What counts as racial resentment: Presumably, there’s quite a bit of “racial resentment” in this country. Given America’s brutal racial history, it would be strange if there weren’t.
Last Sunday, at Forest Hills, Serena Williams may have expressed a bit of racial resentment, or something in that ball park. George Vecsey wrote about the incident in Monday’s New York Times.
To our ear, Vecsey may have been expressing a bit of resentment himself.
Did Williams express a bit of “racial resentment” when she called that umpire a “hater?” If so, were her judgments/ feelings/ assessments/ impressions justified, accurate, on-target, reasonable? Due to our brutal racial history, race is a very important part of our culture. Its manifestations ought to be assessed with great care.
Many people do make such careful assessments. Sadly, that’s when the professors arrive, with their embarrassing list of questions and their low-IQ thoughts and assessments.
(For background, see yesterday’s report.)
Nothing that follows will make much sense unless you can imagine the following: Over and over, again and again, our professors just aren’t all that sharp. They fumble about with their various projects; after that, they treat themselves to a year of rest in France. Again and again in the past thirty years, they’ve been AWOL from the society’s struggles. Tomorrow, we’ll try to explain why they’ve done so little to challenge the disinformation campaigns surrounding Social Security.
We know, we know—it’s hard to believe. But again and again, our greatest professors just aren’t all that sharp! And we don’t think the professors have been very sharp with their “racial resentment scale”—with the silly list of questions they use to measure that trait. Given the nation’s brutal history, race is a very important topic. In our view, we’re being quite dumb—and quite disrespectful—when we claim to measure “racial resentment” on the basis of the professors’ four questions.
What a country! Respondents are asked if they agree or disagree with these four statements:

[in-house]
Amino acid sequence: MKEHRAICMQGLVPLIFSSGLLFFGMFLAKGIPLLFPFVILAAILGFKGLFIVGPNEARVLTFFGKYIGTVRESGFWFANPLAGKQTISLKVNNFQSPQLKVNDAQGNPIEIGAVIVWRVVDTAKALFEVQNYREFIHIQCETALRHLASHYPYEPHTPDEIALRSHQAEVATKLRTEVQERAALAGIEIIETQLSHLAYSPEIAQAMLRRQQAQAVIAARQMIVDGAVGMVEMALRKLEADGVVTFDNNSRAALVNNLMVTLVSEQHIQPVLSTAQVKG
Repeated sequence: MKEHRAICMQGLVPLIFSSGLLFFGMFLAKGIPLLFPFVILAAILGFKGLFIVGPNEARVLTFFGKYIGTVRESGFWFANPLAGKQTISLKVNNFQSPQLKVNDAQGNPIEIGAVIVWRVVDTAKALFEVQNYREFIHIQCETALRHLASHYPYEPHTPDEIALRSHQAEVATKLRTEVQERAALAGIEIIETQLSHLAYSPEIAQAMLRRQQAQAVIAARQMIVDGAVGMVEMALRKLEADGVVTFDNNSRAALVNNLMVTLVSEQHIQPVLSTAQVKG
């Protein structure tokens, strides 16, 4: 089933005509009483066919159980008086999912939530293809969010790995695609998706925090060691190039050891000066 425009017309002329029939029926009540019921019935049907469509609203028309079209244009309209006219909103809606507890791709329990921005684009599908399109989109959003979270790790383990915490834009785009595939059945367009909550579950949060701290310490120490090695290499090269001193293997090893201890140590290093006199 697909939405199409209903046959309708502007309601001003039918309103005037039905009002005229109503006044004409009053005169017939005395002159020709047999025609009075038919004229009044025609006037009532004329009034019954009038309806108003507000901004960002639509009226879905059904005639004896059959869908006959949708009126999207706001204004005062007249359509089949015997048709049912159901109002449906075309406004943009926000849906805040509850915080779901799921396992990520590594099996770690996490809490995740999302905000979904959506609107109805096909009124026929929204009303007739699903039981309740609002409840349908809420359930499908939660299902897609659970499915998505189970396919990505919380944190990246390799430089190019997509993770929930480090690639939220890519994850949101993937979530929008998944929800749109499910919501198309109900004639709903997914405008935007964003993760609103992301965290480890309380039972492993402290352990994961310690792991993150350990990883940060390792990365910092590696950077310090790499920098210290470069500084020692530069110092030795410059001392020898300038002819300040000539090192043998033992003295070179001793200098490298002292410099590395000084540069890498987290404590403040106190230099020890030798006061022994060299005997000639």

RACIAL RESENTMENT SCALE:As a measure of “racial resentment,” that survey strikes us as quite dumb—and quite disrespectful. We’ll offer just a few thoughts:
Irish, Italians, Jewish and many other minorities overcame prejudice and worked their way up. Blacks should do the same without any special favors.
Generations of slavery and discrimination have created conditions that make it difficult for blacks to work their way out of the lower class.
Over the past few years, blacks have gotten less than they deserve.
It’s really a matter of some people not trying hard enough; if blacks would only try harder they could be just as well off as whites.
Many African-Americans have feelings of something like racial resentment. Given America’s brutal history, why wouldn’t that be the case? But to our utterly hapless professors, “racial resentment” can mean only one thing; it can only refer to resentments people may hold against blacks.
And yes, RACIAL RESENTMENT SCALE is the professors’ chosen heading. It’s right on their questionnaire.
We think their questions are pretty dumb even for the limited purpose of measuring racial resentment against blacks. But those questions can only hope to measure resentment which flows in that direction.
Guess what, professors? Many black Americans feel various racial resentments too! If you’d get your asses out of the south of France, you might ingest this point.
What a weird, peculiar survey. Now, the basic question: